CES is big. Each of the expo halls at the Las Vegas Convention Center was a massive jungle of booths that never ends. Many things melted together, and as a consumer I found it increasingly difficult to discern one product from another. Although most products were just faster, smaller and thinner than last year’s iteration, there were some innovations that caught my attention, and there were clear directions for the devices we already use.
Android and beyond
While Android touchscreens were abundant at CES, the newest version of Android, Ice Cream Sandwich, was only on a couple of the devices I checked out, both at the Samsung booth (on Galaxy S and the Nexus).
A definite stand-out was the Samsung Note, which in some ways is the reincarnation of the Palm pilot. While not perfect (the touch interface has some serious lag and it was tough to discern between skin and stylus), it does have potential, and it would be interesting to see some applications in daily life.
Samsung also did an amazing job with their caricature booths, where many attendees left with a great digital souvenir.
I was very impressed by Nokia’s stylish Lumia phone, running the Windows Phone operating system. It didn’t exactly make the iPhone blush, but it’s exciting to see the stylish Metro interface shining on a device that I hope will grow in market share among the big name operating systems.
The future of TV
TVs were thinner and brighter this year, equipped with OLED technology. I wasn’t very impressed by the “smart” TVs, which included some super laggy touch interfaces with crude drawing tools.
The problem of “Gorilla Arm Syndrome” wasn’t really addressed. Chances are, if you already enjoy computing on a large TV, you probably experience it meters away from the screen from the comfort of your couch. A 50-inch touch interface isn’t going to lure you away.
Despite the dwindling 3D market, it was made clear that 3D will still be around in 2012. ESPN 3D was very impressive. We previewed a slew of sports highlights in 3D, and for the most part, it added value to the sole reason I still pay for cable. I’d have to watch a real match to see if the novelty wears off, but there’s a lot of potential for things like graphics and colour commentary.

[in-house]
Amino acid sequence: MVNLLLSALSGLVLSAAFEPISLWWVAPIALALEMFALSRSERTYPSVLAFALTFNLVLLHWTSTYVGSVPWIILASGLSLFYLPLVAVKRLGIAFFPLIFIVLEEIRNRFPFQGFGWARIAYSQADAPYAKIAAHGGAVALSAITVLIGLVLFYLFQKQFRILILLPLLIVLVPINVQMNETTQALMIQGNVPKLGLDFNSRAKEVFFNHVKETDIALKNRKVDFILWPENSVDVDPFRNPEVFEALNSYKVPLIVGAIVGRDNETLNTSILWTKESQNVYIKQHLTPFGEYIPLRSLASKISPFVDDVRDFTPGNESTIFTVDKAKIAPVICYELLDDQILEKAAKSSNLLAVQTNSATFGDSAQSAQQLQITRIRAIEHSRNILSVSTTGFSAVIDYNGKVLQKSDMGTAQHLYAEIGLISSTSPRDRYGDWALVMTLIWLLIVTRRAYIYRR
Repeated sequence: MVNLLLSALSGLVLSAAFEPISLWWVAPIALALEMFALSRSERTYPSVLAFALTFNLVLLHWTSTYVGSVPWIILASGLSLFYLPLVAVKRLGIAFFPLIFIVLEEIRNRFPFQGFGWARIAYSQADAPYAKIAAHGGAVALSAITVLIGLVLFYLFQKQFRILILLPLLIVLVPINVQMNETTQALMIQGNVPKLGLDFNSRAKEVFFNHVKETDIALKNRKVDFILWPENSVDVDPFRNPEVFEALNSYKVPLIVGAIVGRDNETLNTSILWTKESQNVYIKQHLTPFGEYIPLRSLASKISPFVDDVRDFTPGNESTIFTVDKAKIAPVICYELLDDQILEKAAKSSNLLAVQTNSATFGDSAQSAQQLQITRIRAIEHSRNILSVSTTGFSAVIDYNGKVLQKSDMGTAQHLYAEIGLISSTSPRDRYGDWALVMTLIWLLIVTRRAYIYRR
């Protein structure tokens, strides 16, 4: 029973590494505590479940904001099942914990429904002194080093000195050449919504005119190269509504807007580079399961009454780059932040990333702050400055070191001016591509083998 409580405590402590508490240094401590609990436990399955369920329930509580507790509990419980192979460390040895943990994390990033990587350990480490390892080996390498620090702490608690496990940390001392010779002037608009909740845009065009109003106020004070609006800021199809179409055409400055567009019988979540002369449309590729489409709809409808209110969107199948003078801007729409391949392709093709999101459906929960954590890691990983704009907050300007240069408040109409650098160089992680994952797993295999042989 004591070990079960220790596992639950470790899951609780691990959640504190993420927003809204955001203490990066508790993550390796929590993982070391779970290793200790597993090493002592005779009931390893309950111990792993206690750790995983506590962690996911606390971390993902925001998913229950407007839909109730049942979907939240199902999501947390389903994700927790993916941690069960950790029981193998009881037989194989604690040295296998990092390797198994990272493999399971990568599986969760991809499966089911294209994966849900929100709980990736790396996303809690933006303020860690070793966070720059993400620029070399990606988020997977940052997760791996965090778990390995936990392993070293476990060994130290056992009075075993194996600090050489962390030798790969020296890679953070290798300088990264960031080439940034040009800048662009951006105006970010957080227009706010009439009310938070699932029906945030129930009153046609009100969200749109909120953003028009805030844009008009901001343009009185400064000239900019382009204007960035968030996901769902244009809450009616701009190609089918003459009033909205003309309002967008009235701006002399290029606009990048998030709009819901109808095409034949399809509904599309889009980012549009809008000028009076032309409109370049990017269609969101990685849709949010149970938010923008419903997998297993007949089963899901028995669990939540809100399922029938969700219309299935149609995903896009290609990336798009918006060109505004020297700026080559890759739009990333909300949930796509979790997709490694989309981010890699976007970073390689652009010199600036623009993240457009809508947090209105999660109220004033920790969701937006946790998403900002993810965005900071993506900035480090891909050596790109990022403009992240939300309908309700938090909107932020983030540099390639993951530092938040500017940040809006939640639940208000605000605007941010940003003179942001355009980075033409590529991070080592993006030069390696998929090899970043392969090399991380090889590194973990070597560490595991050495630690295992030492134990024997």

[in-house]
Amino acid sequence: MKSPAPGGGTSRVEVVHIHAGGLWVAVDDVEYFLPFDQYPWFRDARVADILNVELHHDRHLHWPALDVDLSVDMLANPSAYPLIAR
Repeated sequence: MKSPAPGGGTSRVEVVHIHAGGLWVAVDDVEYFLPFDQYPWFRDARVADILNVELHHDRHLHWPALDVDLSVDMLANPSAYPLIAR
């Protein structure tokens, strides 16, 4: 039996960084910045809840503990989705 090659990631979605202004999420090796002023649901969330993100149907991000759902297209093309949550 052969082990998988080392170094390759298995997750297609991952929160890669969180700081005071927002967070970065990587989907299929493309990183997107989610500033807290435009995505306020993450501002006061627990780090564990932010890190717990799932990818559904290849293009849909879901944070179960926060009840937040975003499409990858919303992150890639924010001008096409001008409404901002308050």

During the Verge’s Argue the Future session, Joshua Topolsky used a funny anecdote to illustrate the fact that designers are still working out some of the kinks in user-TV interaction: If we were to mute the television via voice command, we’d have to mute the room before muting the TV.
In other words, we have to make sure our interactions with our screens fit the context of the living room.
There’s a scene in the new Mission Impossible movie where Tom Cruise races through the streets of India while his female counterpart, riding shotgun, begins manipulating a map with gestures using a touch interface projected on the windshield.
Similar technologies entered the real world at CES, with varying levels of usability. Audi had the most impressive demo (and easily the most immersive cube of a booth).
Similarly, on the less-glitzy side of the Samsung booth, was a buzz-worthy Smart Window demo. The blinds transition effect is very cool, but I don’t know whether to celebrate or fear the fact that we’re now one step closer to Minority Report.
Ford’s approach to in-car entertainment seemed the most market-ready since its system integrates the media stored on your smartphone. Ford has also formed partnerships with content companies like Pandora and NPR.
You may have seen the promo video with rally driver Ken Block and YouTube sensation Epic Meal Time:
We’ve seen wellness-related apps and gadgets like the Withings wi-fi scale, the Fitbit watch and Up by Jawbone for a while now, but 2012 seems to be the year when technology gets healthy. From the usual trackers like the Basis Band watch and the Striiv tamugachi-like keychain, to mobile activity apps (like Macaw, a preventative medicine app and Roadbike) and robots like Autom, the Siri-esque weight loss coach, CES presented plenty of options for reminding users it’s time to get fit.
Seeing the light
The most innovative thing I saw at CES, hands down, was the Lytro camera. It allows you to take in the entire “light field” of a shot so you can change the focal point of the photo after the fact.
I originally tried out the demo on the website late last year, but seeing the roaring reaction of the crowd at Last Gadget Standing – a fun session where companies have four minutes to demo their invention – it was clear that this oblong camera is going to pave the way for a newer kind of photography: a true point and shoot.
Overall, CES 2012 didn’t introduce any “game changing” technologies, but it was enough of a spectacle to tire me out until next year. Time to sleep.